“The launch of the new e-Track Programme at the Solution Space at UCT Graduate School of Business in partnership with the MTN Group marks a step-change in the way business schools in South Africa nurture the country’s entrepreneurial talent. After rigorous selection, the successful candidates will work towards building scalable, sustainable enterprises with global impact.” Associate Professor Mikael Samuelsson, Director, Solution Space.
Nothing inspires quite like the vision of a booming South African economy driven by the maverick vision, raw talent and sheer dedication of our upcoming entrepreneurs. For many years, their transformative role in the country’s future has been endorsed, celebrated and funded at the highest levels. Indeed, there is a strong argument out there that economic success, global as well as national, lies in the hands of small-to-medium enterprises (SME) and the entrepreneurs who run them.
But behind the hopes and dreams lurk some hard truths that can no longer be ignored. The fact is that the failure rate among start-ups and young enterprises averages between 50% and 90% over a period of three to five years worldwide. A study carried out at Harvard Business School revealed that even three out of four well-resourced venture capital start-ups in the US fail.
Inevitably, the attrition rate in Africa is even higher. Even among businesses that manage to survive, those that can actually support their owners and their families are rare exceptions. Sure, South African entrepreneurs have a higher success rate than their peers in the rest of the continent. But even so, the Allan Gray Orbis Foundation points out that only 15% of enterprises in South Africa make the grade and still account for only 28% of jobs while making up almost 99% of formal firms.
Having said all this, two factors remain constant. First: high-potential, well-resourced entrepreneurs will always have a vital role to play in propelling economic growth and creating jobs. Second: education remains critical to successful entrepreneurship.
According to Mikael Samuelsson, Director of Solution Space and Associate Professor in Entrepreneurship at the UCT Graduate School of Business (UCT GSB), what needs to change is the way educators approach the challenges of nurturing and teaching aspiring entrepreneurs.
“Traditionally, business schools have been tasked with training groups of line managers who can slot seamlessly into existing businesses without upsetting too many apple carts,” says Professor Samuelsson. “Today, in the age of innovation, educators are expected to identify and foster non-conformity, to nurture those comfortable with breaking rules and imagining new markets and products.”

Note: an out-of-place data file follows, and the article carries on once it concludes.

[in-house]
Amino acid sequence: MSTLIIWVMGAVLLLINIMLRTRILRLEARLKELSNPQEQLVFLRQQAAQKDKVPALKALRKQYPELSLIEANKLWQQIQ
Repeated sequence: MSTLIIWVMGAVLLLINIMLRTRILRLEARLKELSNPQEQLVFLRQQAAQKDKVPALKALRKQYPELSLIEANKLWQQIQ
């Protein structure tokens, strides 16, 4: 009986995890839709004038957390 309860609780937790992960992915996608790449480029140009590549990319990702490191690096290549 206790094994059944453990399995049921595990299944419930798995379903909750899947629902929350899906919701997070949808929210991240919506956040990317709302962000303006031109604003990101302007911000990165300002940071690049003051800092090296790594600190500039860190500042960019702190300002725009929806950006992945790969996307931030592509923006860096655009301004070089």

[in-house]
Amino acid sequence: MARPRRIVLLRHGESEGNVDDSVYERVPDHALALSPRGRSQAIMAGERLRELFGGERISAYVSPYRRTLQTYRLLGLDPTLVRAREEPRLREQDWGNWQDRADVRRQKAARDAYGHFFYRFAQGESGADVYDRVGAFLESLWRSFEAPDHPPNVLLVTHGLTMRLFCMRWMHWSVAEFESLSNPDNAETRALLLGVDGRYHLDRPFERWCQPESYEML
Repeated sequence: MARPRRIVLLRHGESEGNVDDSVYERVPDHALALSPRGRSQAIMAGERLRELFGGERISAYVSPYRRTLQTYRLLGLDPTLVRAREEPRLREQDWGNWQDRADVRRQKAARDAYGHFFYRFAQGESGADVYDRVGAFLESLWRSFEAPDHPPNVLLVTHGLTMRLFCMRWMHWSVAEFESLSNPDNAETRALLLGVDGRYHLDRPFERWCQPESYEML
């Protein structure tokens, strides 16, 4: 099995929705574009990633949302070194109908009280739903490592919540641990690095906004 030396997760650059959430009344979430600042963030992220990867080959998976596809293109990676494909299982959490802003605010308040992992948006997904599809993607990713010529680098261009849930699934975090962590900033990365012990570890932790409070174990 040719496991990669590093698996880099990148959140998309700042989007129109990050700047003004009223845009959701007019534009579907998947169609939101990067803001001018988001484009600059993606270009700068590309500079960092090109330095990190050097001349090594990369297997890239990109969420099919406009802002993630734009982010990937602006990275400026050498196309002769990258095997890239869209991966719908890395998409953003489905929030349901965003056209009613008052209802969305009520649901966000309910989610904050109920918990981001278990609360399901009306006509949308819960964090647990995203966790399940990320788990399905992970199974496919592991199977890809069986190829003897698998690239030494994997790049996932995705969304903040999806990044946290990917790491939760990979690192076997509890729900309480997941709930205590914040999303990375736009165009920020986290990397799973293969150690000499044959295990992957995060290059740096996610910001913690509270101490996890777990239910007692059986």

But if we agree with Professor Samuelsson’s argument that business schools need to change their approach to identifying and selecting high-potential entrepreneurs, then business schools must start by pushing their role further to become more selective about who they choose to nurture and teach in the first place.
With this in mind, the Solution Space at UCT GSB has now taken steps to change the way that it selects and teaches entrepreneurs by partnering with the MTN Group to launch the Solution Space’s three-part e-Track Programme. Instead of spending time and resources on attracting entrepreneurs from outside the University of Cape Town (UCT), the programme focuses on attracting high-potential candidates from inside the UCT community. Ultimately, this puts the school in a better position to actually equip post-graduate students and alumni with pragmatic and practical entrepreneurship skills. Crucially, moving closer to home also means the GSB can now be more selective about who it chooses to accept onto the e-Track Programme.
As Professor Samuelsson concludes: “Being more selective might be uncomfortable and hard to do. But if we don’t do it, we run the risk of losing out on the opportunity to capitalise on the potential of high-potential entrepreneurs. And it is these individuals who are most likely to make a tangible contribution to value and job creation that will bring true and lasting economic benefits to this country.”